At the end of the last century, Sub-Saharan Africa had less phone fixed lines than Manhattan. Some claimed that the whole continent had less connectivity than Luxembourg, a tiny state even for European standards. Today the situation is changed. There are at least 600 million mobile phones working in the continent, and at least 100 million internet connections. Africa is the world’s fastest-growing region for mobile penetration, with more subscribers than the US or the EU. Africa still lags behind when it comes to access to clean water, a bank account, or electricity; yet, the technology revolution means access to data and to financial services unthinkable just years ago. For governments, it means a new way to overcome bottlenecks, roll out services and achieve development targets.
The Information and Communication Technology (ICT) boom is due to new undersea fibre optic cables, but also to a change of mentality from the side of the public. Inland connectivity is also grown and it has supported a change of awareness in society. Access to phones allows citizens new ways of political participation and the chance to expose corruption, thus supporting democratic reforms. The celebrated Arab Spring could not have happened without mobile phones.
Bitange Ndemo, permanent secretary at Kenya’s Ministry of Information and Communications, is enthusiastic. “There has been a lot of progress in building the infrastructure, developing local content and local applications. Kenya’s IT infrastructure is actually better than most developed countries, and the diffusion of IT in Kenya has been very high,” he says. Ndemo refers to the Open Data Initiative announced in 2011. The government has been working with World Bank support to upload almost all existing government registries. Data on everything from national censuses and exam results, to government expenditure and public service locations – and everything in between – is being digitised. “We’ve made a lot of progress in areas like the judiciary and land registry, and we are now digitising health records – starting with Kenyatta National Hospital and moving onto the district level,” Ndemo explains. Records will provide crucial insights into health trends and support local research.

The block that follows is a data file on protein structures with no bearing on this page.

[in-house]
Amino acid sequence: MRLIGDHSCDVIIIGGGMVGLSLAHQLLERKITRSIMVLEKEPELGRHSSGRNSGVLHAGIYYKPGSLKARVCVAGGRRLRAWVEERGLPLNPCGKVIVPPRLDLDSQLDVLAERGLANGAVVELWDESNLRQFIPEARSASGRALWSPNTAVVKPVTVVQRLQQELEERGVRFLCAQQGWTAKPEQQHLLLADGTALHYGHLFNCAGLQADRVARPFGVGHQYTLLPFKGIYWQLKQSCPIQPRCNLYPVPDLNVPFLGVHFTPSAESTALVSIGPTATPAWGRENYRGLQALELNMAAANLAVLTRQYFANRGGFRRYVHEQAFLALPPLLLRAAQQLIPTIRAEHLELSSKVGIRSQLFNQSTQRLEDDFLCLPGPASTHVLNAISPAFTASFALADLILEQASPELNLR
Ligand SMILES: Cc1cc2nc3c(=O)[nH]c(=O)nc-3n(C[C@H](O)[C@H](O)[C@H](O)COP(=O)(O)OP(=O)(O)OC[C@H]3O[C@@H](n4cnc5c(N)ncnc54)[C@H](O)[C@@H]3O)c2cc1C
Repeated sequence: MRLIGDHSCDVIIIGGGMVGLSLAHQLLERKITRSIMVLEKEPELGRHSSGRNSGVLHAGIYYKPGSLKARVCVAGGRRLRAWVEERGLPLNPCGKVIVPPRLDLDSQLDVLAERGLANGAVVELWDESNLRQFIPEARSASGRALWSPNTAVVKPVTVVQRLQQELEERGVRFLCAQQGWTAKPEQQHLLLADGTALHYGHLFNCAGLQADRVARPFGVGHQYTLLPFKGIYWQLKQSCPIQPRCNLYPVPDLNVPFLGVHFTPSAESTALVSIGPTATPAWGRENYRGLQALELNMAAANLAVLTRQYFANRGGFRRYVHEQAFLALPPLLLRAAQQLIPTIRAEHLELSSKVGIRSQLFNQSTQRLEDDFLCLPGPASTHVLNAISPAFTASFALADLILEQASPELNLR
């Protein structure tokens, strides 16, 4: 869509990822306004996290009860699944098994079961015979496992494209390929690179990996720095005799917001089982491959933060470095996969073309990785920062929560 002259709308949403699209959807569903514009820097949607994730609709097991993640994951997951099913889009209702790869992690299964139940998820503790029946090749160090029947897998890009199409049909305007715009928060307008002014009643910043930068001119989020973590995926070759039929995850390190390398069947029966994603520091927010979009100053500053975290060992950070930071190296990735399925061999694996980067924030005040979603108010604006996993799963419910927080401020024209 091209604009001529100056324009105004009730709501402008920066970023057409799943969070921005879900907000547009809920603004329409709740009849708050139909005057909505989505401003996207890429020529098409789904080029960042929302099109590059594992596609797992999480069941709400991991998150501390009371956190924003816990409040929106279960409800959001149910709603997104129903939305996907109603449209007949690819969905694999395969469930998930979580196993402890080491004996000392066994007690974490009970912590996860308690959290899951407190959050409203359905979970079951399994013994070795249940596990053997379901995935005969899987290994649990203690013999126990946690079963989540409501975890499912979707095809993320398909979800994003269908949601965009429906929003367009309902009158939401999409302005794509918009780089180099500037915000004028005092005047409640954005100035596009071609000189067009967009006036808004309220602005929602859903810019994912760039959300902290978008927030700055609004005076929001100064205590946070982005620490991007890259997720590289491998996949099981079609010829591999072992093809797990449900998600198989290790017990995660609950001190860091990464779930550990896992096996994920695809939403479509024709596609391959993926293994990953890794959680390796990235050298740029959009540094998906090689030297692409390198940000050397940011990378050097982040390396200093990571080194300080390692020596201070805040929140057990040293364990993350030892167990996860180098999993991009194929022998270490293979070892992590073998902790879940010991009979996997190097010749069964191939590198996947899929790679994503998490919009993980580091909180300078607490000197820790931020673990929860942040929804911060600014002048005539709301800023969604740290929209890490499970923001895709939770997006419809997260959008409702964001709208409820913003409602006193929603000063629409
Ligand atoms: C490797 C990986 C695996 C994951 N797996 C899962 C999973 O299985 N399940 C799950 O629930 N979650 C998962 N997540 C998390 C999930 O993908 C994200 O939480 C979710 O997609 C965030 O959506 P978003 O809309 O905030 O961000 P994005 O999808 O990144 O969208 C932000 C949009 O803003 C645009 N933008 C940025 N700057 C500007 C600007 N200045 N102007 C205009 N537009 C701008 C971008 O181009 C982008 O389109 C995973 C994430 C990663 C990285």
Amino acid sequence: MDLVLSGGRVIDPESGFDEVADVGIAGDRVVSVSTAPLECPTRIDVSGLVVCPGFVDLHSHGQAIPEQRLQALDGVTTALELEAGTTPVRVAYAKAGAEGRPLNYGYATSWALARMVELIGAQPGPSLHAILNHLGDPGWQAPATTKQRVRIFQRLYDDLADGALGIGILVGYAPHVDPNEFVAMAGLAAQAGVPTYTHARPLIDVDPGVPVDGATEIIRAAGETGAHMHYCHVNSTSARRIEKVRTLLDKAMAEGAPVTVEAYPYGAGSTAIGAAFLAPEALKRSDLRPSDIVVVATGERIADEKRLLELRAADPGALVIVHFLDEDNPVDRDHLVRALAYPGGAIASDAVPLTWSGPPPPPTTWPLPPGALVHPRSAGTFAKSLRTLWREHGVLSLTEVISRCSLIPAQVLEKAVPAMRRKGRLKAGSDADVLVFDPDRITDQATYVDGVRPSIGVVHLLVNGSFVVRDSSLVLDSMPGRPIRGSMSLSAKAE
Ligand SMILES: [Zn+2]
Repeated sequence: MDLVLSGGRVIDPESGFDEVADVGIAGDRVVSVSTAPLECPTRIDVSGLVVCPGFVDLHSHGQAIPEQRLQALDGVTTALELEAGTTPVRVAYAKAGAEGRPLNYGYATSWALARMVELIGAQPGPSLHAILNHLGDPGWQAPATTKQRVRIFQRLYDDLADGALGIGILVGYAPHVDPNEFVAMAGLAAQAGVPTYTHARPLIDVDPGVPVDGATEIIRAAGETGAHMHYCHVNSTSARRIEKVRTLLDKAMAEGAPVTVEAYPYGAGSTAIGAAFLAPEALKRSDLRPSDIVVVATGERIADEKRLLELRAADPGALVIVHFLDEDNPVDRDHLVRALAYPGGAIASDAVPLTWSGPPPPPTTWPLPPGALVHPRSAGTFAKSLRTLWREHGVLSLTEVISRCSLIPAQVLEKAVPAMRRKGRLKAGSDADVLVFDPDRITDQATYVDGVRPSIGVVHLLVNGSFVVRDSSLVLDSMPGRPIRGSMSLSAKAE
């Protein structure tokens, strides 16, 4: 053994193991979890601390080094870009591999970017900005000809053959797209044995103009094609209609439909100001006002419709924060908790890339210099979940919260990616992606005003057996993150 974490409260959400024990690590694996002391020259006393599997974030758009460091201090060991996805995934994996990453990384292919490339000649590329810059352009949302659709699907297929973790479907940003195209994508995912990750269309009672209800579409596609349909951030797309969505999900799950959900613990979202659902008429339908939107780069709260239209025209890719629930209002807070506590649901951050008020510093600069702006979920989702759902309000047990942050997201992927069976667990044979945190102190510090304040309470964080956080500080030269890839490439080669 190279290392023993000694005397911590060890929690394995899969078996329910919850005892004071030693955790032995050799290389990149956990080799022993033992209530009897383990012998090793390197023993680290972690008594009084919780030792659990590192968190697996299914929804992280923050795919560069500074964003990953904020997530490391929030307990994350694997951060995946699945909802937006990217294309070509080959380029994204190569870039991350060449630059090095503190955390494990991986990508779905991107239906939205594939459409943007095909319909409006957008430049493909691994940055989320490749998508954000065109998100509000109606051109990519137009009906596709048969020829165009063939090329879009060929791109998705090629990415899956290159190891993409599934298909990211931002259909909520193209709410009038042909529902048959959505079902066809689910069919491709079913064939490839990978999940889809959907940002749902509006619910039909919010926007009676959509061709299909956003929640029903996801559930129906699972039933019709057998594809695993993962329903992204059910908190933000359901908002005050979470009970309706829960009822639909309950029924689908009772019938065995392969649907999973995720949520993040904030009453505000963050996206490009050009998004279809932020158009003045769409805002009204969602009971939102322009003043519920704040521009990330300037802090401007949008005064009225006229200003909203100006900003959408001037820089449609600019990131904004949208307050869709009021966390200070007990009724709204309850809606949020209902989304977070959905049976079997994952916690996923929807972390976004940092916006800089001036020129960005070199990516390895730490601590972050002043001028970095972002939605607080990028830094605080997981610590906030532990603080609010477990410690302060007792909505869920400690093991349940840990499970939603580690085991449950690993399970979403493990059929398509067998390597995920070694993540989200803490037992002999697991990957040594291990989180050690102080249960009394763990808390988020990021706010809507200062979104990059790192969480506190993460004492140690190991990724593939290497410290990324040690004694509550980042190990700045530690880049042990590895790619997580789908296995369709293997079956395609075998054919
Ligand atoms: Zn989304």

From 2013, the government will run e-procurement services, which could save it an annual £0.5bn. Add that to the estimated £1bn in potential savings by putting judicial records online, and an additional £2.5bn from efficiency gains within agriculture and the gains become clear.
The ICT revolution is taking hold across the continent. Many countries have had success in implementing so-called integrated financial management information systems. This allows governments to manage their budgets and report revenues. Governments are working with businesses to roll out services that can help overcome constraints such as low agricultural productivity, and the shortage of doctors and teachers. For governments, providing these services means better collaboration, both between ministries and with the private sector. In 2010, South Africa, the continent’s economic powerhouse, declared the ICT sector a top priority. While progress in the field has been uneven, the country’s electronic tax filing systems – managed by South African Revenue Services – is widely recognized as a world class model.